Two Japanese companies issued mammoth convertible bond deals on Tuesday, returning to the market after long absences and raising a combined ¥300 billion ($2.6 billion) amid a week of substantial change and likely volatility in the global credit market.
Mitsubishi Chemical, Japan’s largest chemical manufacturer, was first out of the blocks to launch a dual-tranche convertible totalling $1.3 billion after market close. Kyushu Electric Power immediately followed with another dual-tranche convertible of identical size.
The two bonds were rare supplies of new paper amid sluggish deal flow since the beginning of the year. What caught market attention was also the magnitude of the deals, which were gigantic even by the standards of Japan, where abundant liquidity means larger deals are more common than elsewhere in the region.
According to Dealogic, the two transactions alone were equivalent to more than half the $4.6 billion raised from all convertible bond issuance out of Japan last year. In US dollar terms, they are the joint second-biggest convertible deals in Asia since November 2012, when Sony isued a $1.9 billion five-year bond.
More importantly, the two issuers seized perhaps the last window to execute a trade before the Bank of Japan’s two-day monetary policy meeting on Wednesday and Thursday. The central bank will decide whether to slow its monetary easing strategy, or even bring its benchmark lending rate out of negative territory.
The BoJ has kept the country’s interest rate at minus 0.1% since January last year.
Even if the BoJ leaves its rate unchanged, Japanese companies are set to face relatively higher funding costs after a near-certain US rate hike later this week, which would make rival income-generating products in the US more attractive.
Mitsubishi Chemical returned to the convertible market after a ten-year hiatus, issuing ¥150 billion worth of zero-coupon bonds, equally split between a five-year and a seven year tranche.
The five-year tranche was marketed at a premium range of 40% to 50% over the ¥899 reference price, before settling at 41.94% and a conversion price of ¥1,276. For the seven-year tranche, the conversion price was fixed at ¥1,258, equating to a conversion premium of 39.94% over the 35% to 45% marketed range.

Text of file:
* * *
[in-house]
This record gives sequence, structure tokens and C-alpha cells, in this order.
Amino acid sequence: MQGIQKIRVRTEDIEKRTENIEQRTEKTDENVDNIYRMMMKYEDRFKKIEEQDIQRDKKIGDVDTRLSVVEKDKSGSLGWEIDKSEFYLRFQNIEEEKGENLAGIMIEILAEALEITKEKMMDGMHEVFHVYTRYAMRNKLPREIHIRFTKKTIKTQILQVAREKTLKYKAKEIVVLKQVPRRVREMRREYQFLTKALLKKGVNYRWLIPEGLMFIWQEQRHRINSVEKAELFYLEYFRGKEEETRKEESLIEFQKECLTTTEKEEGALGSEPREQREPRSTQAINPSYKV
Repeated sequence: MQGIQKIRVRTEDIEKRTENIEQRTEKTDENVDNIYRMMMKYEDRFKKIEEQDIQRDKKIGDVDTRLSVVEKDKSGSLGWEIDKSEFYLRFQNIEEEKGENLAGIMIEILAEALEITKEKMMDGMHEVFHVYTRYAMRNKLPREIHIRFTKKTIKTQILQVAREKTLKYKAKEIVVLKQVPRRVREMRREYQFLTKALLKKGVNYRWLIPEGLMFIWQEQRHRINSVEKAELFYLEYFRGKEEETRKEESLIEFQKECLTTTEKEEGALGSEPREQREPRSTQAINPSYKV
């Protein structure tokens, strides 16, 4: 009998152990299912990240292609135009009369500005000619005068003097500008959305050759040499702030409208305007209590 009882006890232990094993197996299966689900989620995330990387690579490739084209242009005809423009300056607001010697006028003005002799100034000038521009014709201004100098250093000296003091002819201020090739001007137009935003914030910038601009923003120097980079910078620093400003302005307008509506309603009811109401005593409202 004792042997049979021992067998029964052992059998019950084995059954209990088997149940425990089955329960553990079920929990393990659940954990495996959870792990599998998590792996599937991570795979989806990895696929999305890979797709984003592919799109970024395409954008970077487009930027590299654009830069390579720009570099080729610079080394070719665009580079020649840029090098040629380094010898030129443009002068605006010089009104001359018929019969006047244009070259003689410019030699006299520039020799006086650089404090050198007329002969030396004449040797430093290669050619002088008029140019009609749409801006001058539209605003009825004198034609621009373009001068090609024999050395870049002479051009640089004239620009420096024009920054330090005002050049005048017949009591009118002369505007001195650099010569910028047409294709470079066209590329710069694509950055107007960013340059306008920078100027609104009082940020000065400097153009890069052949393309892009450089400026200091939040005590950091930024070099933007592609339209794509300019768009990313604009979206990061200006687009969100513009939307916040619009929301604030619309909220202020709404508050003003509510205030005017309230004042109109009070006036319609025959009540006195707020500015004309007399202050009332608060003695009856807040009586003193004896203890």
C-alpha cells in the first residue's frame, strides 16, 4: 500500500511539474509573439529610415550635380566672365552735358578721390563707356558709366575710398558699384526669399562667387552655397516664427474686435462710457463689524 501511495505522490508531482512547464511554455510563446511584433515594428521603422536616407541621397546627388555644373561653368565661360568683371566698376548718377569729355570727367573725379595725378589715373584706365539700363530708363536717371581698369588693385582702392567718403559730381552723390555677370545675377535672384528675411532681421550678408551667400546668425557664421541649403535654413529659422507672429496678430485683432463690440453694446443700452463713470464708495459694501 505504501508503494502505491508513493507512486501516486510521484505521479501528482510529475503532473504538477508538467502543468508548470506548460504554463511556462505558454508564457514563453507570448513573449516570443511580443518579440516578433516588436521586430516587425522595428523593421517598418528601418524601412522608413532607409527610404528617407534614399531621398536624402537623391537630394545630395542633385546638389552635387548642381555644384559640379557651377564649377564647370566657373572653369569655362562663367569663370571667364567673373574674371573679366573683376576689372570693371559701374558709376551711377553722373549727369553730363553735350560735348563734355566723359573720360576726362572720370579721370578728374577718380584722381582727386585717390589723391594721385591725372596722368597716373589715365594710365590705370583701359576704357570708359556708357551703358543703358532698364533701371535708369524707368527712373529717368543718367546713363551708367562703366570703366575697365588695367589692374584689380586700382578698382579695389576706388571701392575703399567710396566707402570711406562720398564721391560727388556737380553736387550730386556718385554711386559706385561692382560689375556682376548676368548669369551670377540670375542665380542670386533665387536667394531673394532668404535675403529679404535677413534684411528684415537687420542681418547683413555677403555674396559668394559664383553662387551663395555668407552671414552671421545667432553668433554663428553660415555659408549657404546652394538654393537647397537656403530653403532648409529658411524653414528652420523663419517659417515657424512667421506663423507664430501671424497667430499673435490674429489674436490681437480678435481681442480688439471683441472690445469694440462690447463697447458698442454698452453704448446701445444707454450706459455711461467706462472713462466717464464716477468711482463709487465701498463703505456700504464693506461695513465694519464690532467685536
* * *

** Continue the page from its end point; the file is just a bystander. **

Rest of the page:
One source familiar with the situation said it was the longer-tenor bond that got more demand, since it allows bondholders to lock-in two extra years of investment at almost the same level of conversion premium.
Asset swaps were available for about one-third of the total deal size – at 60bp over Libor for the five year and 70bp over Libor for the seven-year tranche, according to the source. That tight difference between the swap rates means the two tranches had an almost identical implied volatility of 26.5% at their respective final prices.
Based on the credit assumptions, the five-year tranche has a bond floor of 96.4% while that of the seven-year note is lower at 92.9%.
Convertible bond analysts were modelling the new deal with a low stock slippage because it was launched at the same time as a buyback of secondary shares. The structure, known as a recap convertible bond, facilities the bond issue because the stock repurchase helps mitigate potential share dilution.
Mitsubishi Chemical said it would repurchase ¥30 billion of stock and had bought back ¥22 billion as of Wednesday morning. As a result, shares were down only 3.2% at midday on Wednesday despite the huge scale of the bond sale, which was equivalent to 11.3% of the company’s market value.
By comparison, Kyushu Electric Power shares dropped by a larger margin of 8% midday Wednesday after its sale of a ¥75 billion three-year bond and another five-year note of the same size, marking a return to the asset class since selling its last convertible bond in 2002.
The power supplier at the southern Japanese island sold the three-year tranche at a 15% conversion premium over the reference price, which was towards the lower end of the 12% to 24% marketed range. The final conversion price was fixed at ¥1,434.
The five-year tranche, which was guided at the same premium range, was sold at a 17.96% premium that translated to a strike price of ¥1,471.
Comparing the two issues, Mitsubishi Chemical was able to achieve a higher premium despite its weaker credit profile. The chemical company is rated A+ by Japan Credit Rating Agency, one notch lower than Kyushu Electric’s AA-.
Sources said Kyushu Electric had to resort to a lower premium partly because the stock had less potential upside as a utility company, while its leverage is also much higher.
In addition, shareholders of Kyushu Electric are facing higher operational risks; the company operates the Sendai nuclear power plant, which was forced to close following the deadly Fukushima incident in 2011. Regulators allowed it to reopen in 2015.